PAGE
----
State should disclose inmate-death records: Access counselor
SPRINGFIELD, Ill. (AP) — Gov. Bruce Rauner’s corrections agency has refused to release public records about a prison altercation that led to the homicide of a 65-year-old inmate and forced the paid suspension of at least four correctional officers.
The state’s public access counselor in the Democratic attorney general’s office ruled last month that Illinois Department of Corrections officials should release most of the documents regarding the May 17 incident at Western Illinois Correctional Center. The FBI is investigating. Neither FBI nor IDOC officials will comment.
IDOC denied a July Freedom of Information Act request from The Associated Press for records related to the “altercation with prison staff” that proved fatal to Larry Earvin, arguing they are exempt under FOIA exceptions to disclosure that would jeopardize an ongoing criminal investigation. But Assistant Attorney General Edie Steinberg ruled Corrections did not show how transparency would interfere.
“Because IDOC did not prove by clear and convincing evidence that the withheld records are exempt from disclosure under (FOIA), this office concludes that IDOC improperly withheld those records in their entireties,” Steinberg wrote in the Nov. 14 opinion directing the agency to produce the records, which is nonbinding.
Asked for comment on why Republican Rauner’s administration would not comply after a declaration by the state’s public-access arbiter that it had not followed the law, spokeswoman Elizabeth Tomev responded in an email that repeated IDOC’s position verbatim.
“The law enforcement agencies leading this investigation believe a release of these records publicly could have a detrimental impact on the investigation,” the statement said. “IDOC remains fully committed to cooperating with this ongoing investigation and therefore is unable to release the records at this time.”
Earvin’s June 26 death after transfer to Centralia Correctional Center in southern Illinois was ruled a homicide , according to an autopsy report. Earvin suffered 15 rib fractures, two dozen abrasions and lacerations, and abdominal injuries so severe that the report indicated he had undergone surgery to remove part of his bowel.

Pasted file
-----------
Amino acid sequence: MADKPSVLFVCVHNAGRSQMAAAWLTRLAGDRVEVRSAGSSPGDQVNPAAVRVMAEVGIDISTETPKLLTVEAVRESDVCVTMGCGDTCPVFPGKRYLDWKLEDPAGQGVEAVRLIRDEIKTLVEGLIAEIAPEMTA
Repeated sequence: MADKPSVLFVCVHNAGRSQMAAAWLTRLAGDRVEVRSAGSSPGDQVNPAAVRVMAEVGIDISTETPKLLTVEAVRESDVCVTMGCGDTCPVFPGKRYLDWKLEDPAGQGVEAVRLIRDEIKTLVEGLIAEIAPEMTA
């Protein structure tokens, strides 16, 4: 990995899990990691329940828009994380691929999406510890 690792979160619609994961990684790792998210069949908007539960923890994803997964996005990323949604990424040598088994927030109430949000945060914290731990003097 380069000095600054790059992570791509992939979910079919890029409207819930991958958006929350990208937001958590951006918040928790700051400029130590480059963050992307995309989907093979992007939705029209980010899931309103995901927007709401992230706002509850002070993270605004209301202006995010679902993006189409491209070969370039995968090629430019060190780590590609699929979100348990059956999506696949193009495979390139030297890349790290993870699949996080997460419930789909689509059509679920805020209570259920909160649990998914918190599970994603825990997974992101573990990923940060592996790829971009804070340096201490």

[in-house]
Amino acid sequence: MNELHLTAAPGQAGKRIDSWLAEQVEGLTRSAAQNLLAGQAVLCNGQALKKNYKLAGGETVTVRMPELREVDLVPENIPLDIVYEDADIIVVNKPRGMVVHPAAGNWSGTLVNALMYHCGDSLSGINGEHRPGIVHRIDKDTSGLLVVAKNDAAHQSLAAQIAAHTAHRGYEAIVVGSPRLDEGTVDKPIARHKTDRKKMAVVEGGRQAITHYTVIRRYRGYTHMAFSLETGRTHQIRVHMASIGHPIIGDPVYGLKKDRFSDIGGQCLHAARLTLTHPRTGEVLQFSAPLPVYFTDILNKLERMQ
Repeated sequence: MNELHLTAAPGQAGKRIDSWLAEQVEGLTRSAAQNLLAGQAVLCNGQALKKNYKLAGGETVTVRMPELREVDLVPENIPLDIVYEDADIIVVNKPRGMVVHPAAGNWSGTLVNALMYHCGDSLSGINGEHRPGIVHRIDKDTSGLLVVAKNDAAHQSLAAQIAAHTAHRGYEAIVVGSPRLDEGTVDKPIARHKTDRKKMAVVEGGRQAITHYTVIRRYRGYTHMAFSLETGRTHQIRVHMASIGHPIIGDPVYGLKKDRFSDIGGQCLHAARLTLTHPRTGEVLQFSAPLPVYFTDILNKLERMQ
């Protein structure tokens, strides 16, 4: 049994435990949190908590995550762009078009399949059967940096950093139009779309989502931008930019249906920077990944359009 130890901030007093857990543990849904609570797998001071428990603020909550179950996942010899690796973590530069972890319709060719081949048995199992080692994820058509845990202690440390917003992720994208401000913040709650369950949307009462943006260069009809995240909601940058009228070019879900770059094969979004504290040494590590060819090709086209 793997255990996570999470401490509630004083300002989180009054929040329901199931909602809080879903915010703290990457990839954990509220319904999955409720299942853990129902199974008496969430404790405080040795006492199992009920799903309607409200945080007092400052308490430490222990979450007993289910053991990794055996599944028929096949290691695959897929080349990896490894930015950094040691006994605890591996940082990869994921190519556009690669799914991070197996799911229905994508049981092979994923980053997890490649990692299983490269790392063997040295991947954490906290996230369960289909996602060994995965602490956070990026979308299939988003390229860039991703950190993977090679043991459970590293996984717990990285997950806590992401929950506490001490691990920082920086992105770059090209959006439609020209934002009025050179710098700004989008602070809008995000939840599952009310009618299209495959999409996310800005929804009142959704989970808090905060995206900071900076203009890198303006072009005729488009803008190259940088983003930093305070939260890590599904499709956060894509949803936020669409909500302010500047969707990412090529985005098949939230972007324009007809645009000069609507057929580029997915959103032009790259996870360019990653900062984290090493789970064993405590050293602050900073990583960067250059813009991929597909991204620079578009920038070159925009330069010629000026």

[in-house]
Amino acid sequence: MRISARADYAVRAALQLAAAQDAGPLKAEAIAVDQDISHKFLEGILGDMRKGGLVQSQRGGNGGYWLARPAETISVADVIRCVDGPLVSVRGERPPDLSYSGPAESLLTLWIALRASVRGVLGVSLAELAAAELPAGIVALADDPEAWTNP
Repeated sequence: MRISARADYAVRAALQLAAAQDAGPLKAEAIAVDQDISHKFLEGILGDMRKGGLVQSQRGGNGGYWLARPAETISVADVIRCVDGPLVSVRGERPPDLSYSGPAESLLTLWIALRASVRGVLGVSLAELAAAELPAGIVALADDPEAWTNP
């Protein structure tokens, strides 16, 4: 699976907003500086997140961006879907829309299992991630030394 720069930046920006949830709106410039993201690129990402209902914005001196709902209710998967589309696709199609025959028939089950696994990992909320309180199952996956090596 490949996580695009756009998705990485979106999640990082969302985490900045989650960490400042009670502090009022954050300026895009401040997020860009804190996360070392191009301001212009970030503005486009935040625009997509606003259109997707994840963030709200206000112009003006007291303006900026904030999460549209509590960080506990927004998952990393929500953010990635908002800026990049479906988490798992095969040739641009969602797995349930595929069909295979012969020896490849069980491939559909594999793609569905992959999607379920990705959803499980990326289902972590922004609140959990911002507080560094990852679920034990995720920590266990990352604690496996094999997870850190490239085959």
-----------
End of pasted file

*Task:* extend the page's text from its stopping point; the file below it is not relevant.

Earvin was black. The race of the four officers, suspended with pay since May 22, is unclear.
Earvin was serving a six-year sentence for a Cook County robbery. He was due for release in September.
The AP’s FOIA request to IDOC sought incident reports by internal affairs investigators and the prison’s warden, operational records of the prison infirmary for May 17, and medical furloughs and hospital writs issued. Officials confirmed in July that Earvin was airlifted to a regional trauma center from the prison in Mount Sterling, 250 miles (400 kilometers) southwest of Chicago.
IDOC denied the AP’s request, claiming exemptions for criminal investigations and medical-record privacy. But when AP appealed to the public access counselor, the agency said it had no records at all, that officials had turned all of them over to the FBI. After AP reported that response, IDOC then told the counselor it had found copies of the documents but again invoked the previous exemptions.
According to Steinberg’s opinion, Corrections submitted 89 pages of records to the counselor’s office for confidential review. Steinberg found among them an individual patient’s medical “progress notes” and a medical examination record that she declared exempt from disclosure.
But she declared that IDOC did not meet its legal burden in demonstrating how other documents constituted private medical records. And she called the agency’s defense of secrecy for the sake of investigative independence “conclusory and unsupported by the facts.”
The FOIA’s investigative exemptions, Steinberg wrote, “apply to proceedings and investigations conducted by the public body that is the recipient of the request” and IDOC did not provide any proof that it is investigating the matter.
“Even if IDOC was actively participating in the ongoing investigation,” Steinberg wrote in directing the agency to turn over the records, “IDOC did not explain how disclosure of any of the records responsive to (the AP’s) request would interfere with or obstruct the investigation or the proceeding.”
Follow Political Writer John O’Connor at https://twitter.com/apoconnor.